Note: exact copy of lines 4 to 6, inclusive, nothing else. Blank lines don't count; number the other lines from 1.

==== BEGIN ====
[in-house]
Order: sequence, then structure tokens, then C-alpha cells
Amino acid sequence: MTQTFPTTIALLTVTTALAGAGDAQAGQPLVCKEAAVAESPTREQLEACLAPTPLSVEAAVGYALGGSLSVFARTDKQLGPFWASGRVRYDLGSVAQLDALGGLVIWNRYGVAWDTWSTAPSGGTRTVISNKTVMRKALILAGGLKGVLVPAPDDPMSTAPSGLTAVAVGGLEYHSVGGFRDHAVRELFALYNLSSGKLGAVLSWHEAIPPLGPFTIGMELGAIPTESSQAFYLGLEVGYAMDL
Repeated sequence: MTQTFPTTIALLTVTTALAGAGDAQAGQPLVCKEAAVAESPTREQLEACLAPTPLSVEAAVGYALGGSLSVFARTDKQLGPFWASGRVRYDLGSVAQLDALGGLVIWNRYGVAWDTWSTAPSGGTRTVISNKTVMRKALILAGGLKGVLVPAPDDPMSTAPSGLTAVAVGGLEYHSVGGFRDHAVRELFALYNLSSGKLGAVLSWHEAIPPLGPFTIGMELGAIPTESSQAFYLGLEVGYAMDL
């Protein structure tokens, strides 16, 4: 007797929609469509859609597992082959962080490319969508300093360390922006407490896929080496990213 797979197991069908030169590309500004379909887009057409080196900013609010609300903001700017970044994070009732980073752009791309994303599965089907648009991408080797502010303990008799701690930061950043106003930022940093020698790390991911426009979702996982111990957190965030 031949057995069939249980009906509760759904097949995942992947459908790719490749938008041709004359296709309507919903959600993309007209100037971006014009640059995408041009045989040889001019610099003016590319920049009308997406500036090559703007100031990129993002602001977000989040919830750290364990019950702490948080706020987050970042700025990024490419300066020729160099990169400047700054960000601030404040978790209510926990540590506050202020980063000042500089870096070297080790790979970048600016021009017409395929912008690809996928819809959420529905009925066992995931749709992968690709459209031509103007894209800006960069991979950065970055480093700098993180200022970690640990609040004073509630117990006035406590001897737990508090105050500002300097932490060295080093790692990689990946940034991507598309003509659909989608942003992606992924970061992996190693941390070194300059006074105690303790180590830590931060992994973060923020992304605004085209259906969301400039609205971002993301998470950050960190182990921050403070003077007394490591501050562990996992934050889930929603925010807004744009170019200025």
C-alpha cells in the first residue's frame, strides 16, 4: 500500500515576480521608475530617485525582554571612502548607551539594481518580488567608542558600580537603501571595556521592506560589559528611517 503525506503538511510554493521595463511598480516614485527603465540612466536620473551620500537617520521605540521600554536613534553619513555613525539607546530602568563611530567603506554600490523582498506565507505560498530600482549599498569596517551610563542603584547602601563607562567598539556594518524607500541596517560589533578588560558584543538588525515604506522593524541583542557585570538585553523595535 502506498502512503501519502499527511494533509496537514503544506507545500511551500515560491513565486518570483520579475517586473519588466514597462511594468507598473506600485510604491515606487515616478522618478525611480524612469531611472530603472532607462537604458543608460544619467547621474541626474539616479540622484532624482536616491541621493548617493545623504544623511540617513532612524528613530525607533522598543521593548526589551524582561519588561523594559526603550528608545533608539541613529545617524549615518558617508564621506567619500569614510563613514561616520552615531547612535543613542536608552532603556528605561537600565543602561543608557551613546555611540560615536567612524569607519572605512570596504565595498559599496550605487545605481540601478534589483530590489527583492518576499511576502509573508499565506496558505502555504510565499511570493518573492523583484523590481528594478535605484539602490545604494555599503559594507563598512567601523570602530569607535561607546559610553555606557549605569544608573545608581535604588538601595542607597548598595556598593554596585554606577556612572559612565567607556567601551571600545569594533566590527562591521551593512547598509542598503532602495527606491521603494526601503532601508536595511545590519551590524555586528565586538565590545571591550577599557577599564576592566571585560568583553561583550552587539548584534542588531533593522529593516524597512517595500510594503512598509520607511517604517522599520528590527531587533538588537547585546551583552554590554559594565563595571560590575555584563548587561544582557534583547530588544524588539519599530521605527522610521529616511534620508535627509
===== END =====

Repeated sequence: MTQTFPTTIALLTVTTALAGAGDAQAGQPLVCKEAAVAESPTREQLEACLAPTPLSVEAAVGYALGGSLSVFARTDKQLGPFWASGRVRYDLGSVAQLDALGGLVIWNRYGVAWDTWSTAPSGGTRTVISNKTVMRKALILAGGLKGVLVPAPDDPMSTAPSGLTAVAVGGLEYHSVGGFRDHAVRELFALYNLSSGKLGAVLSWHEAIPPLGPFTIGMELGAIPTESSQAFYLGLEVGYAMDL
């Protein structure tokens, strides 16, 4: 007797929609469509859609597992082959962080490319969508300093360390922006407490896929080496990213 797979197991069908030169590309500004379909887009057409080196900013609010609300903001700017970044994070009732980073752009791309994303599965089907648009991408080797502010303990008799701690930061950043106003930022940093020698790390991911426009979702996982111990957190965030 031949057995069939249980009906509760759904097949995942992947459908790719490749938008041709004359296709309507919903959600993309007209100037971006014009640059995408041009045989040889001019610099003016590319920049009308997406500036090559703007100031990129993002602001977000989040919830750290364990019950702490948080706020987050970042700025990024490419300066020729160099990169400047700054960000601030404040978790209510926990540590506050202020980063000042500089870096070297080790790979970048600016021009017409395929912008690809996928819809959420529905009925066992995931749709992968690709459209031509103007894209800006960069991979950065970055480093700098993180200022970690640990609040004073509630117990006035406590001897737990508090105050500002300097932490060295080093790692990689990946940034991507598309003509659909989608942003992606992924970061992996190693941390070194300059006074105690303790180590830590931060992994973060923020992304605004085209259906969301400039609205971002993301998470950050960190182990921050403070003077007394490591501050562990996992934050889930929603925010807004744009170019200025």
C-alpha cells in the first residue's frame, strides 16, 4: 500500500515576480521608475530617485525582554571612502548607551539594481518580488567608542558600580537603501571595556521592506560589559528611517 503525506503538511510554493521595463511598480516614485527603465540612466536620473551620500537617520521605540521600554536613534553619513555613525539607546530602568563611530567603506554600490523582498506565507505560498530600482549599498569596517551610563542603584547602601563607562567598539556594518524607500541596517560589533578588560558584543538588525515604506522593524541583542557585570538585553523595535 502506498502512503501519502499527511494533509496537514503544506507545500511551500515560491513565486518570483520579475517586473519588466514597462511594468507598473506600485510604491515606487515616478522618478525611480524612469531611472530603472532607462537604458543608460544619467547621474541626474539616479540622484532624482536616491541621493548617493545623504544623511540617513532612524528613530525607533522598543521593548526589551524582561519588561523594559526603550528608545533608539541613529545617524549615518558617508564621506567619500569614510563613514561616520552615531547612535543613542536608552532603556528605561537600565543602561543608557551613546555611540560615536567612524569607519572605512570596504565595498559599496550605487545605481540601478534589483530590489527583492518576499511576502509573508499565506496558505502555504510565499511570493518573492523583484523590481528594478535605484539602490545604494555599503559594507563598512567601523570602530569607535561607546559610553555606557549605569544608573545608581535604588538601595542607597548598595556598593554596585554606577556612572559612565567607556567601551571600545569594533566590527562591521551593512547598509542598503532602495527606491521603494526601503532601508536595511545590519551590524555586528565586538565590545571591550577599557577599564576592566571585560568583553561583550552587539548584534542588531533593522529593516524597512517595500510594503512598509520607511517604517522599520528590527531587533538588537547585546551583552554590554559594565563595571560590575555584563548587561544582557534583547530588544524588539519599530521605527522610521529616511534620508535627509